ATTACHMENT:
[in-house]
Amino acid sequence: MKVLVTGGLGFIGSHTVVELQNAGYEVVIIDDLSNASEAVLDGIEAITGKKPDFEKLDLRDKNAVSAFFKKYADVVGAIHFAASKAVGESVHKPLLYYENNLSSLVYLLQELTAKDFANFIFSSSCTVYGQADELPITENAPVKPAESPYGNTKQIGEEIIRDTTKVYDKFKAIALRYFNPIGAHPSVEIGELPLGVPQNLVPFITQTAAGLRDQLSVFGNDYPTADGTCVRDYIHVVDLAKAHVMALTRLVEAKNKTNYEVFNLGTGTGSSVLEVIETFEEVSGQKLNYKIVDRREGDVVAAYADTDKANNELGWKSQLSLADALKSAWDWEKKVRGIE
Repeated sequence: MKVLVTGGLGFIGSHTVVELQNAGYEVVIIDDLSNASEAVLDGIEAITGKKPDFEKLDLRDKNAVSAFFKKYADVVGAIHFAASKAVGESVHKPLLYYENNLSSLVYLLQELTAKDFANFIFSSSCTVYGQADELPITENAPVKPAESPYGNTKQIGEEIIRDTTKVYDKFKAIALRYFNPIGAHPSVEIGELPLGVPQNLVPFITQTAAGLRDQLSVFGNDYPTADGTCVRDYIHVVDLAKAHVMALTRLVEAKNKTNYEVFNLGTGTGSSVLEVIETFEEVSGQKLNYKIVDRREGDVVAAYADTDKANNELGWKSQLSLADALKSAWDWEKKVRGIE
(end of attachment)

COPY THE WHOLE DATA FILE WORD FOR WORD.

[in-house]
Amino acid sequence: MKVLVTGGLGFIGSHTVVELQNAGYEVVIIDDLSNASEAVLDGIEAITGKKPDFEKLDLRDKNAVSAFFKKYADVVGAIHFAASKAVGESVHKPLLYYENNLSSLVYLLQELTAKDFANFIFSSSCTVYGQADELPITENAPVKPAESPYGNTKQIGEEIIRDTTKVYDKFKAIALRYFNPIGAHPSVEIGELPLGVPQNLVPFITQTAAGLRDQLSVFGNDYPTADGTCVRDYIHVVDLAKAHVMALTRLVEAKNKTNYEVFNLGTGTGSSVLEVIETFEEVSGQKLNYKIVDRREGDVVAAYADTDKANNELGWKSQLSLADALKSAWDWEKKVRGIE
Repeated sequence: MKVLVTGGLGFIGSHTVVELQNAGYEVVIIDDLSNASEAVLDGIEAITGKKPDFEKLDLRDKNAVSAFFKKYADVVGAIHFAASKAVGESVHKPLLYYENNLSSLVYLLQELTAKDFANFIFSSSCTVYGQADELPITENAPVKPAESPYGNTKQIGEEIIRDTTKVYDKFKAIALRYFNPIGAHPSVEIGELPLGVPQNLVPFITQTAAGLRDQLSVFGNDYPTADGTCVRDYIHVVDLAKAHVMALTRLVEAKNKTNYEVFNLGTGTGSSVLEVIETFEEVSGQKLNYKIVDRREGDVVAAYADTDKANNELGWKSQLSLADALKSAWDWEKKVRGIE